US, NATO Warn Russia of Potential Consequences for Attack on Ukrainian Navy

  • yelchenko-ukraine-un-1800
    Ukrainian Ambassador the the United Nations Volodymyr Yelchenko speaks during a security council meeting about the escalating tensions between the Ukraine and Russia at United Nations headquarters, Monday, Nov. 26, 2018. (AP Photo/Seth Wenig) -- The Associated Press
  • Three Ukrainian ships are seen as they docked after been seized ate Sunday, Nov. 25, 2018, in Kerch, Crimea, Monday, Nov. 26, 2018. (AP Photo)
    Three Ukrainian ships are seen as they docked after been seized ate Sunday, Nov. 25, 2018, in Kerch, Crimea, Monday, Nov. 26, 2018. (AP Photo)

The U.S. and NATO warned Russia on Monday of possible consequences for the attack upon and seizure of three small Ukrainian Navy ships -- two gunboats and a tugboat -- in the Black Sea. But they announced no immediate steps to counter the aggression.

At an emergency United Nations Security Council session requested by Ukraine, outgoing U.S. Ambassador Nikki Haley condemned Russia's "outlaw actions" in violation of international law, but made no mention of whether the U.S. might toughen existing sanctions against Moscow.

"What we witnessed this weekend is yet another reckless Russian escalation" of what began with Russia's seizure of Crimea from Ukraine in 2014 and its ongoing support for separatists in eastern Ukraine, said Haley, who will step down as U.N. ambassador at the end of the year.

By mid-afternoon Monday, there had been no response from the White House or the State Department to the crisis, but Haley said she was speaking after consulting with President Donald Trump and Secretary of State Mike Pompeo.

In similar remarks at NATO headquarters in Brussels, NATO Secretary General Jens Stoltenberg said, "Russia has to understand there are consequences for its actions," but gave no indication of what those might be.

When asked whether there would be a NATO response, he said, "We constantly assess what more we can do. At the same time, we have to work for de-escalation."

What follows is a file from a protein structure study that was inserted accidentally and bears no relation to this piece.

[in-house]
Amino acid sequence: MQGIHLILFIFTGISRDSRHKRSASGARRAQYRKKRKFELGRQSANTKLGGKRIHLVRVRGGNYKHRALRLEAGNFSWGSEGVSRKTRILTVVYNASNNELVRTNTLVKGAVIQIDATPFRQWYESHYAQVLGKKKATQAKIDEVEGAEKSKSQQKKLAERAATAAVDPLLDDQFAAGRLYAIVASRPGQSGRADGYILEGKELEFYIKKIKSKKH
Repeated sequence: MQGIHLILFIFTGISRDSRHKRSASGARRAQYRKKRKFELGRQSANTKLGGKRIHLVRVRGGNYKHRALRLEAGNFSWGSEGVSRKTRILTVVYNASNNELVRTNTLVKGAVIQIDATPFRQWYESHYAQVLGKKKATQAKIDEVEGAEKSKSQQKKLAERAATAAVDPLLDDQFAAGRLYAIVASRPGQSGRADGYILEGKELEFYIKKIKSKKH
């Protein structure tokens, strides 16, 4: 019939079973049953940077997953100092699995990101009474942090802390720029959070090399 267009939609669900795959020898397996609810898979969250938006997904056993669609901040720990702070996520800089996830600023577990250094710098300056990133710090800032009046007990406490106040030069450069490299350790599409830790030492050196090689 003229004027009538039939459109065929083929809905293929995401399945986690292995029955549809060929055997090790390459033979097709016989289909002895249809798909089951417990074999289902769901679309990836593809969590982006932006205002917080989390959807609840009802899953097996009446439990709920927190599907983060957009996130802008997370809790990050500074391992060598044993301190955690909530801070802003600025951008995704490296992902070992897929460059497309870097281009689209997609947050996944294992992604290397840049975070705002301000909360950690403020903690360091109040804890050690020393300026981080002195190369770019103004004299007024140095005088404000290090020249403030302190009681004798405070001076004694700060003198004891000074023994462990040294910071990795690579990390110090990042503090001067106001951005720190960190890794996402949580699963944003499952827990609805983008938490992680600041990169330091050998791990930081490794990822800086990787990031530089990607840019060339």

There was "no justification for the use of military force" by Russia against the Ukrainian ships, Stoltenberg said, and he called on Russia to immediately release the ships and sailors.

The U.S. Navy periodically conducts freedom of navigation operations in the Black Sea, but there were no U.S. ships in the area when the incident took place.

The attack by the Russian Coast Guard on Sunday occurred as the three Ukrainian ships attempted to pass from the Black Sea through the Kerch Strait off eastern Crimea into the Sea of Azov for access to Ukrainian ports.

"All hell broke loose" as the Russian Coast Guard opened fire on the Ukrainian ships, which were awaiting assurances of safe passage through the strait, said Volodymyr Yelchenko, Ukraine's ambassador to the U.N., at the emergency session of the Security Council.

He said six Ukrainian sailors were wounded, a total of 24 were taken into custody, and the three ships were seized. Yelchenko said he has recordings of radio traffic showing how the Russian military planned and carried out the seizures.

In statements reported by state media, the Russian FSB, the Federal Security Service, dismissed Ukraine's charges and said the Ukrainian ships had carried out a "provocation" by violating Russia's territorial waters.

Russian Foreign Minister Sergey Lavrov accused Ukraine of "dangerous methods that created threats and risks for the normal movement of ships in the area."

The incident is likely to complicate Trump's attendance this weekend at the G20 economic summit in Argentina. He is expected to meet on the sidelines separately with Russian President Vladimir Putin and Chinese President Xi Jinping.

Trump could also cross paths in Buenos Aires with Saudi Crown Prince Mohammad Bin Salman, who also is expected to attend the summit.

The president has dismissed a CIA assessment that the Crown Prince was involved in ordering the murder of Washington Post contributor Jamal Khashoggi at the Saudi consulate in Istanbul last month.

-- Richard Sisk can be reached at Richard.Sisk@Military.com.

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